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Abstract

From the second decade of the twenty-first century, we can seem quite far away from a period that saw the rise of a culture of sensibility and, more specifically, saw the production of popular and critically-respected novels in which somatic scepticism, narrative self-reflexivity, and sentimentalism consistently converged and mutually reinforced one another. As I have noted, since the linguistic turn in the late twentieth century, self-reflexivity in literary works has become virtually synonymous with a self-awareness of texts as products of language. In conventional definitions of metafiction little to no attention is paid to the possibility that a text might reflect back on its own status primarily as a material, printed object. Nor is this linguistic bias in criticism all that surprising given that many works of contemporary metafiction, such as Paul Auster’s City of Glass, John Fowles’ The French Lieutenant’s Woman, or Thomas King’s Green Grass, Running Water, frequently deploy self-referential practices to explore how language fundamentally shapes history, identity and culture.

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Notes

  1. Rei Terada’s Feeling in Theory is one example already mentioned here, but Daniel Gross in The Secret History of Emotion (2006) offers a useful overview of the major players in a recent interdisciplinary upsurge in studies of emotion (29), including, from the field of brain science.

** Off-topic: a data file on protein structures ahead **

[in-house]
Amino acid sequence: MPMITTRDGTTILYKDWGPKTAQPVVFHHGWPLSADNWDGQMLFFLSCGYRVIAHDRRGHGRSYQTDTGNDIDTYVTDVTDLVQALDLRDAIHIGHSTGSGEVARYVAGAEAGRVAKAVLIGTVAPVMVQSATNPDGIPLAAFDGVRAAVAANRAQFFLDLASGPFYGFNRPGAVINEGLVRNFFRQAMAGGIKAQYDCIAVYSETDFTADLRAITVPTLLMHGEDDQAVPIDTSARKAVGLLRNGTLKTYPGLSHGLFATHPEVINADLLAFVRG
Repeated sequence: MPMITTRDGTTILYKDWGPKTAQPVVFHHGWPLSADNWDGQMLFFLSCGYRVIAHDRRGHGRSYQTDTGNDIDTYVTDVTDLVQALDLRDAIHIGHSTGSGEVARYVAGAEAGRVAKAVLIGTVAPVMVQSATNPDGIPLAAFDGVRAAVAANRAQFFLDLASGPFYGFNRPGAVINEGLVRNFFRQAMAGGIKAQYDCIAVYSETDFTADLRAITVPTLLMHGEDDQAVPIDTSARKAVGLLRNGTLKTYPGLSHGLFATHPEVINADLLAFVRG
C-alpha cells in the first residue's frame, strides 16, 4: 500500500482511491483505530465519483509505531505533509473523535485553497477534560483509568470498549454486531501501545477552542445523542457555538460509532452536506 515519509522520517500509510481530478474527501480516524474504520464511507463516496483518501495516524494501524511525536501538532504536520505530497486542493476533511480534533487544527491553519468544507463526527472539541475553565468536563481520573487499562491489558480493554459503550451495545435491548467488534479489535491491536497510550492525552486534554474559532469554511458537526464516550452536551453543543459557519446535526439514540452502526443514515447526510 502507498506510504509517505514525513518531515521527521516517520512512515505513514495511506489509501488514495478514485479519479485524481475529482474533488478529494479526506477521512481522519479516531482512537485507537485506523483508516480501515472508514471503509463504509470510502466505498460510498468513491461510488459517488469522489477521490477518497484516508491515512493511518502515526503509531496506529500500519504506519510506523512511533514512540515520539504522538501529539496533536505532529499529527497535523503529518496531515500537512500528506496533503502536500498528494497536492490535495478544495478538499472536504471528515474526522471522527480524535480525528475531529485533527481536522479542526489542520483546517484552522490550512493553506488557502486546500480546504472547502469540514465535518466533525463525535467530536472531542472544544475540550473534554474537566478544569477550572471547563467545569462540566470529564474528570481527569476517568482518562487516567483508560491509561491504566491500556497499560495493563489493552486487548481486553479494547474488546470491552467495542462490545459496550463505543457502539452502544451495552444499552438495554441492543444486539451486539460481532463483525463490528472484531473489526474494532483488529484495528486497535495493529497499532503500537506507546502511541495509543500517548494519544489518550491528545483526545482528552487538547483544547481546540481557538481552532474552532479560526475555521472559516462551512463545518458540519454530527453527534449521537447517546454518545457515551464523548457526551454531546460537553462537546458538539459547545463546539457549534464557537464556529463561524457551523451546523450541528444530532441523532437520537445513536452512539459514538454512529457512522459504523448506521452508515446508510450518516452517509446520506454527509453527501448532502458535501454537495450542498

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  2. Joseph LeDoux’s The Emotional Brain (1996).

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  3. Anthony Damasio’s The Feeling of What Happens (1999).

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  4. from the humanities, Martha Nussbaum’s Upheavals of Thought: The Intelligence of Emotions (2001).

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  5. Richard Sorabji’s Emotion and Peace of Mind (2000).

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  6. Eve Kosofsky Sedgwick’s Touching Feeling: Affect, Pedagogy, Performativity (2003).

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© 2013 Alex Wetmore

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Wetmore, A. (2013). Afterword. In: Men of Feeling in Eighteenth-Century Literature. Palgrave Macmillan, London. https://doi.org/10.1057/9781137346346_6

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